L. Ron Hubbard's research forms the basis of the NARCONON® program.
In 1966, Arizona State Prison inmate and heroin addict William Benitez, searching for new solutions to his addiction from which no other drug treatment method had freed him, found Mr. Hubbard's works on the mind and life in the prison library. The works did not talk about drugs but they did talk about concentrating on and raising one's life skills and ability, rather than adapting oneself to life problems. Mr. Benitez realized that this could be a totally new approach to solving drug addiction. Not only did he then found the Narconon program (for "no drugs" or "no narcotics") to help himself recover permanently from his own long-term addiction, but he used these same materials to start a program to work with other addicted inmates. As the program proved successful, he wrote proudly to Mr. Hubbard about his results. Mr. Hubbard provided encouragement and support for the developing program. Later, after Mr. Benitez was released from prison and established the first residential center in Los Angeles, Mr. Hubbard formally provided the group with permanent permission to use his copyrighted materials for the purpose of drug rehabilitation under the Narconon name.
No. Narconon International is incorporated as a 501(c)(3) non-profit public benefit corporation. It is licensed to use L. Ron Hubbard's discoveries in a secular (non-religious) context in relieving drug addiction. As stated above, in 1976, Mr. Hubbard gave Narconon the right to use his copyrighted works for the purposes of drug rehabilitation. Narconon International licenses other Narconon centers.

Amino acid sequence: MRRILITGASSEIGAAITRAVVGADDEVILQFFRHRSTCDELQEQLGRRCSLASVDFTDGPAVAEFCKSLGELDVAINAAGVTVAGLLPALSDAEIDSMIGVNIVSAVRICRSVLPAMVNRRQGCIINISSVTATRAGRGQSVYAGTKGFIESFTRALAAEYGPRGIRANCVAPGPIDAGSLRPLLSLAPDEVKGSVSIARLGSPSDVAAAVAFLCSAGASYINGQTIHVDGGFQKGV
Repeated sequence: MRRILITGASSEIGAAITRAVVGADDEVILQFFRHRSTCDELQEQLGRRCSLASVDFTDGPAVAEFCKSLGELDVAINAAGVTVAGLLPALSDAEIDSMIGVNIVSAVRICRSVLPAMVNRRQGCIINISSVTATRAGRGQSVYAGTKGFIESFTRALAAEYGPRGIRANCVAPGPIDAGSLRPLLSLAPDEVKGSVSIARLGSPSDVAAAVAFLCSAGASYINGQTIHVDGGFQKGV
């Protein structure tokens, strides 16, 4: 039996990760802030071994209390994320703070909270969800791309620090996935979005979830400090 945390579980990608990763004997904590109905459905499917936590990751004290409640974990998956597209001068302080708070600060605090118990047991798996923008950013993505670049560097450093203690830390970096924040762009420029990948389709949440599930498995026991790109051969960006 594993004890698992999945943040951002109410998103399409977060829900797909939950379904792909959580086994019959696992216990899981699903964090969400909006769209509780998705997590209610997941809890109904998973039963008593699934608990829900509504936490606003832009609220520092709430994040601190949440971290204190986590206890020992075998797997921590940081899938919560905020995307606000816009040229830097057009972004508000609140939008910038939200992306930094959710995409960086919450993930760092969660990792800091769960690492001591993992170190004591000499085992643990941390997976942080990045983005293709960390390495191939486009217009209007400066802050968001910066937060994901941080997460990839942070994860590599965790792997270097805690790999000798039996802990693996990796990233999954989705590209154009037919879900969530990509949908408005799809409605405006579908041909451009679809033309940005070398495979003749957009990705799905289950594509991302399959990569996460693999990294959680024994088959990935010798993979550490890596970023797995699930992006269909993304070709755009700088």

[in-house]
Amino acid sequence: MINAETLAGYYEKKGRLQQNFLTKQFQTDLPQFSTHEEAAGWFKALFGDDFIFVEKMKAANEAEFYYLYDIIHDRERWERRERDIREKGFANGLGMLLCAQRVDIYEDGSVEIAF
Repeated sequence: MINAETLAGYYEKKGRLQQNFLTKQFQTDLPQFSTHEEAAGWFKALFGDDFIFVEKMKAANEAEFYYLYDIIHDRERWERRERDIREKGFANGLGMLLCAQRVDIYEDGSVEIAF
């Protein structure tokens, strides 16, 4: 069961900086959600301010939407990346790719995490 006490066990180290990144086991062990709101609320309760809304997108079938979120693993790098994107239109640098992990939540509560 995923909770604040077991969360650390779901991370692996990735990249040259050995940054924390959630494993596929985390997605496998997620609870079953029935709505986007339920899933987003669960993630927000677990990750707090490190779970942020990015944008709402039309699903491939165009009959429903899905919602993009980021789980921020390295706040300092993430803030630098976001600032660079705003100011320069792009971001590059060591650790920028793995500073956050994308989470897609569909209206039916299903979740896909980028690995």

Narconon has always been fortunate to have the support of the Church of Scientology and of individual Scientologists. The Church of Scientology supports the Narconon program as part of its social mission, as can be seen from its website (www.scientology.org/narconon). The Church of Scientology has placed on television national and international paid public service announcements to raise public awareness about the Narconon program.
The Church of Scientology does not receive funds from Narconon and on the contrary, it is through its parishioners' generous contributions that a number of Narconon's fine facilities exist today. Parishioners have been supporting the Narconon drug rehabilitation program in numerous ways, with their time and money, for more than four decades and Narconon is grateful for that support.
Narconon centers do not discriminate based on religious or other personal creed. Staff and students of Narconon centers are free to practice whatever religious belief they choose.
Is there a religious component to the Narconon program?